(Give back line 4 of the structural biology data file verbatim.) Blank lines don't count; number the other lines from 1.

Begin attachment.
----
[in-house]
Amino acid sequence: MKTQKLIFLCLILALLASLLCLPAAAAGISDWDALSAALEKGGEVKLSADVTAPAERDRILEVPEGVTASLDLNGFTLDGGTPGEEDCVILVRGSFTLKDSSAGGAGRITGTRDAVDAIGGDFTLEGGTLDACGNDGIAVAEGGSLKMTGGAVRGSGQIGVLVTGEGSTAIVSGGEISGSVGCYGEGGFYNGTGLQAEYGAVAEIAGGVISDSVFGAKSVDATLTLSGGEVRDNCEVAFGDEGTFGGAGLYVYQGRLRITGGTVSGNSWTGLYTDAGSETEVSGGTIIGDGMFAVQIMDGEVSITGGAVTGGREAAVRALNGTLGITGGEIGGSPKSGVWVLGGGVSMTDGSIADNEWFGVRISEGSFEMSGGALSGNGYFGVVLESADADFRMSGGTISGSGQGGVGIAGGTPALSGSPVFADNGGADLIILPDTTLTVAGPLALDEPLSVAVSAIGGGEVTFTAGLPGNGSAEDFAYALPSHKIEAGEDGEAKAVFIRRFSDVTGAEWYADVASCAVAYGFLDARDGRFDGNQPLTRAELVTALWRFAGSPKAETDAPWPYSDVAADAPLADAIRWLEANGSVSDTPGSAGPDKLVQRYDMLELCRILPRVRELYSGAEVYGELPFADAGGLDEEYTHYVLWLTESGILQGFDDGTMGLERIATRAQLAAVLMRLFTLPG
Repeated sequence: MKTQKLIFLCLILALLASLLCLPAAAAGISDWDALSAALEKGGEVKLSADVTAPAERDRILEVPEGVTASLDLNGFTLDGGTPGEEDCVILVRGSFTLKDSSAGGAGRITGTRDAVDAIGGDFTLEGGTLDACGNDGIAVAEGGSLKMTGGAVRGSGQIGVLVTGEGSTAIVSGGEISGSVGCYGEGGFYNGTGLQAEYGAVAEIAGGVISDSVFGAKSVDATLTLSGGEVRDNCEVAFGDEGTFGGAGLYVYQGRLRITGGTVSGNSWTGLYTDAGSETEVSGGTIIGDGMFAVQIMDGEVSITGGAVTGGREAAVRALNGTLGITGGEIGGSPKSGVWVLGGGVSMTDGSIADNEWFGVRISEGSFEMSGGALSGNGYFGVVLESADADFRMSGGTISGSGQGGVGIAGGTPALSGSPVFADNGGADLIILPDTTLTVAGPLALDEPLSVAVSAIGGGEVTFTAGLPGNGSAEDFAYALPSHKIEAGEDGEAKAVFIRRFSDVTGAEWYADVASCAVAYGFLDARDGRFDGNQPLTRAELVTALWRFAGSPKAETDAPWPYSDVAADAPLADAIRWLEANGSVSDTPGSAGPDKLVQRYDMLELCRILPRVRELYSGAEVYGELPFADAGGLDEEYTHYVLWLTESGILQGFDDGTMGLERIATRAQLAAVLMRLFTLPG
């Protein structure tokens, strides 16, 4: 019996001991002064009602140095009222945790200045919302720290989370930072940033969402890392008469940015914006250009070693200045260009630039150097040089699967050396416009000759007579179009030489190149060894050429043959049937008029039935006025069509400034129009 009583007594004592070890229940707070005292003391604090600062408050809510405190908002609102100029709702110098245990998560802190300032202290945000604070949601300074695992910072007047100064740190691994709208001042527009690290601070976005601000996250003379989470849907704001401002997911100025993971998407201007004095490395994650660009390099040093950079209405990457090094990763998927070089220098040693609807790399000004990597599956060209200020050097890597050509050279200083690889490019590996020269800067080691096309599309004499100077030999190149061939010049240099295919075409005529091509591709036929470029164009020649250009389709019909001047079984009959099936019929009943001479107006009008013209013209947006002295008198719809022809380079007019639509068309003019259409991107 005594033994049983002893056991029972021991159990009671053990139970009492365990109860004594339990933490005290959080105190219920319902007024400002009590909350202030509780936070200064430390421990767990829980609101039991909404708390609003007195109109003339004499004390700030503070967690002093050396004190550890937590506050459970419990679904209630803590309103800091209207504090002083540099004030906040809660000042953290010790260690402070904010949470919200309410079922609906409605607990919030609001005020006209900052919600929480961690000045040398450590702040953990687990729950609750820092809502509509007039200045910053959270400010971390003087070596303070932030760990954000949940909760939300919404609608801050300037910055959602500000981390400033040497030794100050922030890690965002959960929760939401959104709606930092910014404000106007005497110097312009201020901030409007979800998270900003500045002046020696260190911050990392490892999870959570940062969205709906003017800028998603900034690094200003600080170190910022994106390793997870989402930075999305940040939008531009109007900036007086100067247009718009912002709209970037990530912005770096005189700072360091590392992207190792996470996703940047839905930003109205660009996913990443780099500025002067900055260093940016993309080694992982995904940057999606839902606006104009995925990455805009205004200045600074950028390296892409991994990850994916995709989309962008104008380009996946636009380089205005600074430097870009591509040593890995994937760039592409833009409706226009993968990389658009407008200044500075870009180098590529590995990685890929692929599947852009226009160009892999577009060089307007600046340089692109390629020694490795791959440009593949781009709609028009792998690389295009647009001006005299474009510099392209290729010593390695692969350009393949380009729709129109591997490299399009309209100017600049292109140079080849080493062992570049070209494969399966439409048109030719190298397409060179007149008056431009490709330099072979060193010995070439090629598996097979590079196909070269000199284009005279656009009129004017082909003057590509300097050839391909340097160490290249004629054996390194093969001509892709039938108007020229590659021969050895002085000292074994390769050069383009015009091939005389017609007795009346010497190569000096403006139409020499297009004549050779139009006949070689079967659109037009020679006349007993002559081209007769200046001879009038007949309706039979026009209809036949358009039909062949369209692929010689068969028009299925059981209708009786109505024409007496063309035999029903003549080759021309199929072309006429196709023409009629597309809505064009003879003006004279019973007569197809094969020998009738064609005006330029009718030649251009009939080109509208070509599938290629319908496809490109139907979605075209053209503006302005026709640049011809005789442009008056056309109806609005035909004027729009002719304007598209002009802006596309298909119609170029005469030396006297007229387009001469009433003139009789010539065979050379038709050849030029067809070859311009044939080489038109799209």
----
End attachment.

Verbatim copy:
């Protein structure tokens, strides 16, 4: 019996001991002064009602140095009222945790200045919302720290989370930072940033969402890392008469940015914006250009070693200045260009630039150097040089699967050396416009000759007579179009030489190149060894050429043959049937008029039935006025069509400034129009 009583007594004592070890229940707070005292003391604090600062408050809510405190908002609102100029709702110098245990998560802190300032202290945000604070949601300074695992910072007047100064740190691994709208001042527009690290601070976005601000996250003379989470849907704001401002997911100025993971998407201007004095490395994650660009390099040093950079209405990457090094990763998927070089220098040693609807790399000004990597599956060209200020050097890597050509050279200083690889490019590996020269800067080691096309599309004499100077030999190149061939010049240099295919075409005529091509591709036929470029164009020649250009389709019909001047079984009959099936019929009943001479107006009008013209013209947006002295008198719809022809380079007019639509068309003019259409991107 005594033994049983002893056991029972021991159990009671053990139970009492365990109860004594339990933490005290959080105190219920319902007024400002009590909350202030509780936070200064430390421990767990829980609101039991909404708390609003007195109109003339004499004390700030503070967690002093050396004190550890937590506050459970419990679904209630803590309103800091209207504090002083540099004030906040809660000042953290010790260690402070904010949470919200309410079922609906409605607990919030609001005020006209900052919600929480961690000045040398450590702040953990687990729950609750820092809502509509007039200045910053959270400010971390003087070596303070932030760990954000949940909760939300919404609608801050300037910055959602500000981390400033040497030794100050922030890690965002959960929760939401959104709606930092910014404000106007005497110097312009201020901030409007979800998270900003500045002046020696260190911050990392490892999870959570940062969205709906003017800028998603900034690094200003600080170190910022994106390793997870989402930075999305940040939008531009109007900036007086100067247009718009912002709209970037990530912005770096005189700072360091590392992207190792996470996703940047839905930003109205660009996913990443780099500025002067900055260093940016993309080694992982995904940057999606839902606006104009995925990455805009205004200045600074950028390296892409991994990850994916995709989309962008104008380009996946636009380089205005600074430097870009591509040593890995994937760039592409833009409706226009993968990389658009407008200044500075870009180098590529590995990685890929692929599947852009226009160009892999577009060089307007600046340089692109390629020694490795791959440009593949781009709609028009792998690389295009647009001006005299474009510099392209290729010593390695692969350009393949380009729709129109591997490299399009309209100017600049292109140079080849080493062992570049070209494969399966439409048109030719190298397409060179007149008056431009490709330099072979060193010995070439090629598996097979590079196909070269000199284009005279656009009129004017082909003057590509300097050839391909340097160490290249004629054996390194093969001509892709039938108007020229590659021969050895002085000292074994390769050069383009015009091939005389017609007795009346010497190569000096403006139409020499297009004549050779139009006949070689079967659109037009020679006349007993002559081209007769200046001879009038007949309706039979026009209809036949358009039909062949369209692929010689068969028009299925059981209708009786109505024409007496063309035999029903003549080759021309199929072309006429196709023409009629597309809505064009003879003006004279019973007569197809094969020998009738064609005006330029009718030649251009009939080109509208070509599938290629319908496809490109139907979605075209053209503006302005026709640049011809005789442009008056056309109806609005035909004027729009002719304007598209002009802006596309298909119609170029005469030396006297007229387009001469009433003139009789010539065979050379038709050849030029067809070859311009044939080489038109799209």